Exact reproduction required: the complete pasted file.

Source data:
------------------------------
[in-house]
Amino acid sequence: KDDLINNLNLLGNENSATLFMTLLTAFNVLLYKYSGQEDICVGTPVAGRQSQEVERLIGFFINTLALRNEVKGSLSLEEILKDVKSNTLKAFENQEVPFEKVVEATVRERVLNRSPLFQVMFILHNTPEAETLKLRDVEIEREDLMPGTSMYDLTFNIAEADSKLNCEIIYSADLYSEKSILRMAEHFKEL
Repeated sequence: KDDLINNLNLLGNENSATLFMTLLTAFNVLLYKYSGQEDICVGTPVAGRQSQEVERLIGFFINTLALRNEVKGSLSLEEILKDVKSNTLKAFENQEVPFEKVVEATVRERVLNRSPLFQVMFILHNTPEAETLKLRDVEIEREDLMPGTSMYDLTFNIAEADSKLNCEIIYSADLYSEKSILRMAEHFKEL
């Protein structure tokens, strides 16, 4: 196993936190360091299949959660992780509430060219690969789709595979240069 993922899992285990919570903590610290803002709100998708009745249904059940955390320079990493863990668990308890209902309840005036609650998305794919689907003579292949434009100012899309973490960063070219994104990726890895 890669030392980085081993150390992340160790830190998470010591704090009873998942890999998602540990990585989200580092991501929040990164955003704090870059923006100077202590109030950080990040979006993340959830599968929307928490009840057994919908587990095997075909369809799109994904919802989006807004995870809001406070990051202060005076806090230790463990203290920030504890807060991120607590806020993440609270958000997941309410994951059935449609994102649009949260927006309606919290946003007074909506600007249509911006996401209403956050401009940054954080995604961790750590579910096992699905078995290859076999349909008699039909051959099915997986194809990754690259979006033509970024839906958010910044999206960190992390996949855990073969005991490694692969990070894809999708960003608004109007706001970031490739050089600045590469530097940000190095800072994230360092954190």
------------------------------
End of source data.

[in-house]
Amino acid sequence: KDDLINNLNLLGNENSATLFMTLLTAFNVLLYKYSGQEDICVGTPVAGRQSQEVERLIGFFINTLALRNEVKGSLSLEEILKDVKSNTLKAFENQEVPFEKVVEATVRERVLNRSPLFQVMFILHNTPEAETLKLRDVEIEREDLMPGTSMYDLTFNIAEADSKLNCEIIYSADLYSEKSILRMAEHFKEL
Repeated sequence: KDDLINNLNLLGNENSATLFMTLLTAFNVLLYKYSGQEDICVGTPVAGRQSQEVERLIGFFINTLALRNEVKGSLSLEEILKDVKSNTLKAFENQEVPFEKVVEATVRERVLNRSPLFQVMFILHNTPEAETLKLRDVEIEREDLMPGTSMYDLTFNIAEADSKLNCEIIYSADLYSEKSILRMAEHFKEL
């Protein structure tokens, strides 16, 4: 196993936190360091299949959660992780509430060219690969789709595979240069 993922899992285990919570903590610290803002709100998708009745249904059940955390320079990493863990668990308890209902309840005036609650998305794919689907003579292949434009100012899309973490960063070219994104990726890895 890669030392980085081993150390992340160790830190998470010591704090009873998942890999998602540990990585989200580092991501929040990164955003704090870059923006100077202590109030950080990040979006993340959830599968929307928490009840057994919908587990095997075909369809799109994904919802989006807004995870809001406070990051202060005076806090230790463990203290920030504890807060991120607590806020993440609270958000997941309410994951059935449609994102649009949260927006309606919290946003007074909506600007249509911006996401209403956050401009940054954080995604961790750590579910096992699905078995290859076999349909008699039909051959099915997986194809990754690259979006033509970024839906958010910044999206960190992390996949855990073969005991490694692969990070894809999708960003608004109007706001970031490739050089600045590469530097940000190095800072994230360092954190």